Laser cleaning study was performed on prepared samples using a nanosecond pulsed ytterbium fiber laser. To prepare samples, AISI 304L stainless steel samples were oxidized and implemented with non-radioactive contaminants in a controlled manner. In order to validate the cleaning process for metallic equipment polluted in nuclear installations, two types of contamination with europium (Eu) and with cobalt (Co) were studied. Eu was used as a simulator-product resulting from uranium fission, while Co — as an activation-product of nickel, which is a composing element of a primary coolant system of a reactor. The oxide layers have suffered laser scanning which was followed by the furnace treatment to obtain thicknesses in the range of 100 nm to 1 μm depending on the oxidation parameters  with a mean weight percentage of 1% of Eu and 1 % of Co in the volume of the oxide layer. Glow Discharge Optical Emission (GD-OES) and Mass Spectrometry (GD-MS) analyses have been performed to assess the efficiency of the cleaning treatment and to follow the distribution of residual contamination with a detection limit of 0.1mg/kg of Eu and Co. Decontamination rates up to 95.5 % were obtained.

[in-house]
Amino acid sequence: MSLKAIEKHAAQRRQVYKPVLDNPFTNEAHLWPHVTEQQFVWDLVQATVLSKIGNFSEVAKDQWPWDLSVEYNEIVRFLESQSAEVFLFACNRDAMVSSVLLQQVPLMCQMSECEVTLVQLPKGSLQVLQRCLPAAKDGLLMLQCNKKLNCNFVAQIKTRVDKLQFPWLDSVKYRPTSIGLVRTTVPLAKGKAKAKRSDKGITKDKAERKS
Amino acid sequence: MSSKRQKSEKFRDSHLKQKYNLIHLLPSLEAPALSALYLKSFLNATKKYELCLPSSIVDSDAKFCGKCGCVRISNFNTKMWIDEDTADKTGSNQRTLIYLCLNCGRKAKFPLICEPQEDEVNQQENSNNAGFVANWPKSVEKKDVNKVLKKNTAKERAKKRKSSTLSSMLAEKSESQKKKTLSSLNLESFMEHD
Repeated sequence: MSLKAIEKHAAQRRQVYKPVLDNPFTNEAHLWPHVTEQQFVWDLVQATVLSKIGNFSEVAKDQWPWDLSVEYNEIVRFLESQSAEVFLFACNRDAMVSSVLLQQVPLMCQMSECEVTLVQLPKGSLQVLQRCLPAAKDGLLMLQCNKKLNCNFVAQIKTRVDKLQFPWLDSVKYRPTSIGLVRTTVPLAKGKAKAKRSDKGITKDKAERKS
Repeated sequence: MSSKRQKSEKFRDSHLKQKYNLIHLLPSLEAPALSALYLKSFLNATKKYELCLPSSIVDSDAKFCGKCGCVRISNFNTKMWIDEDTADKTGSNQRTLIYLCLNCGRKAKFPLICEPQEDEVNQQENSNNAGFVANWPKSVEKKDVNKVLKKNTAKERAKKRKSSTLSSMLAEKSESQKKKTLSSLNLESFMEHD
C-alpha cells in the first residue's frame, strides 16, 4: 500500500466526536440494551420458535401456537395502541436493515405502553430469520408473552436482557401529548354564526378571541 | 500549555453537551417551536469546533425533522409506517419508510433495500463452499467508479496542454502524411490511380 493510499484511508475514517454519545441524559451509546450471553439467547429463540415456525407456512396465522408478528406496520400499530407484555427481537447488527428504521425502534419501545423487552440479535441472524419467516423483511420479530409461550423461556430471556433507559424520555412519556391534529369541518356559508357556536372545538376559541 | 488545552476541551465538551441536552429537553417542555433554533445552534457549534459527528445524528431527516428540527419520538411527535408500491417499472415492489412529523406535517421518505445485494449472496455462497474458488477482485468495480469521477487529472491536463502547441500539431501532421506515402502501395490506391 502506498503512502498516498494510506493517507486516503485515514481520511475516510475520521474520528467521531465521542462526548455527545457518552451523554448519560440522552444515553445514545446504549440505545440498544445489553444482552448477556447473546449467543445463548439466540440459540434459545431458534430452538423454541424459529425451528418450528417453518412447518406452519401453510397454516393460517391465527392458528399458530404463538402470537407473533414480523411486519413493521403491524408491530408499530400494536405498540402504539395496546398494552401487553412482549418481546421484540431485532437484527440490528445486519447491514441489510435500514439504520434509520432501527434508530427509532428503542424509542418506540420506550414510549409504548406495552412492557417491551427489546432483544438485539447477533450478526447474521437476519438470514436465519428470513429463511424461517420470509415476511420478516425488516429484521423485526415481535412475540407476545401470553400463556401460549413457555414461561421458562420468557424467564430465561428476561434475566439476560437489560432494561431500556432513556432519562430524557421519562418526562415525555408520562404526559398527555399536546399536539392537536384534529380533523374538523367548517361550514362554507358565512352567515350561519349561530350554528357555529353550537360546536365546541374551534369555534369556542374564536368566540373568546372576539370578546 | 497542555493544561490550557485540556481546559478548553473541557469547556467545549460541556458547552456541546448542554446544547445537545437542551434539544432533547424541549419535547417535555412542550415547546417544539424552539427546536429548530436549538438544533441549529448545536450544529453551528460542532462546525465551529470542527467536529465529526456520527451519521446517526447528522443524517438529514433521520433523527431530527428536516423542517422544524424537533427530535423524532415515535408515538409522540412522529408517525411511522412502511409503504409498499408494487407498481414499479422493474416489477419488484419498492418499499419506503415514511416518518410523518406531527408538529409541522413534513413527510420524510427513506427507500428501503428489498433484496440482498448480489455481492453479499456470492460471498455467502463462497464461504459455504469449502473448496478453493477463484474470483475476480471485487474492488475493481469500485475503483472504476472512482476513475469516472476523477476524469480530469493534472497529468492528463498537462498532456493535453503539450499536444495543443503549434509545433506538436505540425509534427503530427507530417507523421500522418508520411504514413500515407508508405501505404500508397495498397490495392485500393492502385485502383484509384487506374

One of the identified reasons for this limitation is that the radionuclides are trapped in surface defects like micro cracks [2, 3]. Therefore, cleaning treatments have been applied on surface defects with controlled geometry and a micrometric aperture obtained by laser engraving and juxtaposition of polished sheets of AISI 304L stainless steel. The goal of this study is surface decontamination without either welding or inducing penetration of contamination into the cracks. GD-MS analysis and Scanning Electron Microscopy (SEM) were performed to analyze the efficiency of the treatment and the diffusion of contaminants in this complex geometry.